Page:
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- Moving to the Cloud. What's the best approach for me
- Navigating Tough Choices in Government Cloud Computing
- Satellite Communications: Acquiring SATCOM in Tight Times
- Transformative Technology: Desktop Virtualization in Government
- Understanding the Intersection of Customer Service and Security in the Cloud
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Search Tags: William Dougan
On John Berry's last day as director of the Office of Personnel Management, the consensus from federal employees and employee groups he has worked with the past four years is that his shoes will be hard to fill and that he has been an utmost advocate for federal employees in a tough political climate of furlough talk, budget negotiations and a rebounding economy.
Carol Bonosaro, president of the Senior Executives Association, and NFFE president William R. Dougan will give their thoughts on John Berry's four years as director of the Office of Personnel Management.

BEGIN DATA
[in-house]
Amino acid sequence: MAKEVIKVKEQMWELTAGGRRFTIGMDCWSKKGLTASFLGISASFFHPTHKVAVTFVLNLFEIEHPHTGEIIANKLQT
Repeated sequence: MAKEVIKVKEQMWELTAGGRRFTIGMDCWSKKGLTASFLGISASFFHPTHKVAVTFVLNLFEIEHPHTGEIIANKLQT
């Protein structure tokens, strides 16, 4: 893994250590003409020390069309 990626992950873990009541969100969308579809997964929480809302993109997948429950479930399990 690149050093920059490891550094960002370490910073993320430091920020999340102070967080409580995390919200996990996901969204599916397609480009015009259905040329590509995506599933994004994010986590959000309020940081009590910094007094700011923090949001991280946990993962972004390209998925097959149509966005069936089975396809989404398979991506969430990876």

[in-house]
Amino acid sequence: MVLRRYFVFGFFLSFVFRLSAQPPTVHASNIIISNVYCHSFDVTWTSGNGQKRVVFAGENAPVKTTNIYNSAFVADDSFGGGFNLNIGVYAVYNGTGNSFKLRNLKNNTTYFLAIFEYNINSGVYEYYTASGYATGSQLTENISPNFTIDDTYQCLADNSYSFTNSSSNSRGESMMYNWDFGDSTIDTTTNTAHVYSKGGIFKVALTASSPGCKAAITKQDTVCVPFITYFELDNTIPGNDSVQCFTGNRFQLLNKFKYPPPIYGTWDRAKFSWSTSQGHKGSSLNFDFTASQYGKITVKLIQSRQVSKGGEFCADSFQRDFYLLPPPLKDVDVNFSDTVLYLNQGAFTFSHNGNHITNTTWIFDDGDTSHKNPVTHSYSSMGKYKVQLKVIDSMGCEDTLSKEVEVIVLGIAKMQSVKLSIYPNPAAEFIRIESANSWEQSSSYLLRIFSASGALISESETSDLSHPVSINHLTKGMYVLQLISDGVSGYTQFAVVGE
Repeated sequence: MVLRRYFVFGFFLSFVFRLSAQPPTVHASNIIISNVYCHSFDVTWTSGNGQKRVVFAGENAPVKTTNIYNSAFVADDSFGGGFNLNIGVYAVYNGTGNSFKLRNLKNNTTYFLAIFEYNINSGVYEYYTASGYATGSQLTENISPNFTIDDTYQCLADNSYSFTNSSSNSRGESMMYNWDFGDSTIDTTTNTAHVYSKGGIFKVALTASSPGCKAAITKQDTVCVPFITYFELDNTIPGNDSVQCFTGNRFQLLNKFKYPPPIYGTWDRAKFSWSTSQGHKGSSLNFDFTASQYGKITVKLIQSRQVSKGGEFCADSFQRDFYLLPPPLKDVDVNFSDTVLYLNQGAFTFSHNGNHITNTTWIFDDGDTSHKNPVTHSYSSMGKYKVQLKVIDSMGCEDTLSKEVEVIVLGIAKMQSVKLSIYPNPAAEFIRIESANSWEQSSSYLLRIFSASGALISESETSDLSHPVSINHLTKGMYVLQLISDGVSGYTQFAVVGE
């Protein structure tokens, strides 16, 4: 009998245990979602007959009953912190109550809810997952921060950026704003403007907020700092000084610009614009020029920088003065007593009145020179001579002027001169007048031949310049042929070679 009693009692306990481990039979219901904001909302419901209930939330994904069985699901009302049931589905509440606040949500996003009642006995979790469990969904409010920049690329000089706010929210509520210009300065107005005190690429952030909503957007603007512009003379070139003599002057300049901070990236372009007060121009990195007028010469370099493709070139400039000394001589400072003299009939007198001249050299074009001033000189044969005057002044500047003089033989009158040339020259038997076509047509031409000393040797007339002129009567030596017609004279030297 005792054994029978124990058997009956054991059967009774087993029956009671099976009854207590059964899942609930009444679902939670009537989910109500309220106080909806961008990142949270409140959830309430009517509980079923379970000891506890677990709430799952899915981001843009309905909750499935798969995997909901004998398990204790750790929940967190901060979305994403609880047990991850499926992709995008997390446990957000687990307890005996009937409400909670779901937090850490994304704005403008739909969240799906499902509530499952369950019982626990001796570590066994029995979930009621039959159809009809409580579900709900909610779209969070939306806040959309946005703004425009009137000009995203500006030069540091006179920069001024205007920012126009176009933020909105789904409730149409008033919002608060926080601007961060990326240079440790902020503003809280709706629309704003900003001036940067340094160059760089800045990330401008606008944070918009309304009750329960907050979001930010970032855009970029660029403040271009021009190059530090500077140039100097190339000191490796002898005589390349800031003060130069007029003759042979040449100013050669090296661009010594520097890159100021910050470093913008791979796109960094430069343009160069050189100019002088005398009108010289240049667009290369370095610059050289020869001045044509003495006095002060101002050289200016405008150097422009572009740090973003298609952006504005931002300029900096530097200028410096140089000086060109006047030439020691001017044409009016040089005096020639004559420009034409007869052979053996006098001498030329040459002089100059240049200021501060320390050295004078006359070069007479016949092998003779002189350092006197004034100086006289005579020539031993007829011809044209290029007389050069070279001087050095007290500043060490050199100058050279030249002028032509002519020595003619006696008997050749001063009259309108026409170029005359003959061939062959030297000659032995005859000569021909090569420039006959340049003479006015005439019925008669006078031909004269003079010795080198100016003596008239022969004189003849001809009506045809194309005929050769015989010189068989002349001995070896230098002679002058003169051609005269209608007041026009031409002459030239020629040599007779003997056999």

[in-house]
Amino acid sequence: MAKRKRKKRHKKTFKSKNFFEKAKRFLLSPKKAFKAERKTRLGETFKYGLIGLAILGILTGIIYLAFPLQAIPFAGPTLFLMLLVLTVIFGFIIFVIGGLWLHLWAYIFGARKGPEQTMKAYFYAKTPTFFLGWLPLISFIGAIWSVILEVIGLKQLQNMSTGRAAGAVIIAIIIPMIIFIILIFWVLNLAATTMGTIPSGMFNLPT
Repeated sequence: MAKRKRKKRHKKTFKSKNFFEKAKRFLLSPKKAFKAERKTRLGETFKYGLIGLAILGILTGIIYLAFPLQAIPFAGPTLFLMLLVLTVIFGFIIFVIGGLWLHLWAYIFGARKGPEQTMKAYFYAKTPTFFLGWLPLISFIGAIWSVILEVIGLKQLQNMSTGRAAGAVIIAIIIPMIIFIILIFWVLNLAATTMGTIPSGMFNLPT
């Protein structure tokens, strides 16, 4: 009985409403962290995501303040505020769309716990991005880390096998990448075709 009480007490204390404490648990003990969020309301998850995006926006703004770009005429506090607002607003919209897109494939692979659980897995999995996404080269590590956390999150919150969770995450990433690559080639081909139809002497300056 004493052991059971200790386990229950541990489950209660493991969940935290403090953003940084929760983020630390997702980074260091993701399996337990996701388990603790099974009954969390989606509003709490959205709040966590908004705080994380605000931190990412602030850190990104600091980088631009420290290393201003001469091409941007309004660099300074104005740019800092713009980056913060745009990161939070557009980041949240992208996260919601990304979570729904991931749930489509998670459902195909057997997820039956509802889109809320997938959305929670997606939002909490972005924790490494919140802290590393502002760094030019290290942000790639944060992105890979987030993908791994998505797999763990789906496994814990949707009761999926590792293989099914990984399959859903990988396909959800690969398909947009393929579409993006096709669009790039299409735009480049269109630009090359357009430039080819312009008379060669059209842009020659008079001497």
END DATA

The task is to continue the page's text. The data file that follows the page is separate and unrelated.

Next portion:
April 10, 2013
Federal workers are sounding off about how sequestration, the across-the-board budget cuts slated to kick in Friday, will impact their jobs and their families. The Federal Workers Alliance, a conglomeration of 20 federal-employee unions, has launched a message board to allow feds to share their concerns and to put a human face on the cuts.
William R. Dougan, national president of the National Federation of Federal Employees, said Tuesday the Senate's fiscal cliff bill will lead to a political standoff that will leave federal employees with an uncertain future.
It's no secret Republican Presidential Candidate Mitt Romney envisions broad changes to the federal government and its workforce. In campaign speeches, Romney has spoken of aligning federal pay with that of the private sector and reducing the federal workforce through attrition. But federal unions say Romney's comments and proposals should give feds pause. This story is part of Federal News Radio's special, week-long multimedia report, The Obama Impact: Evaluating the Last Four Years.
The Bureau of Labor Statistics reports the pay gap is 26.3 percent, up from 24 percent last year.
Lawmakers on both sides of the aisle agree that federal contractors need to be a major part of the discussion on rightsizing the federal workforce. But, they have not yet come to terms with whether the debate is about just raw numbers or having the right number of employees doing an amount of work they can handle.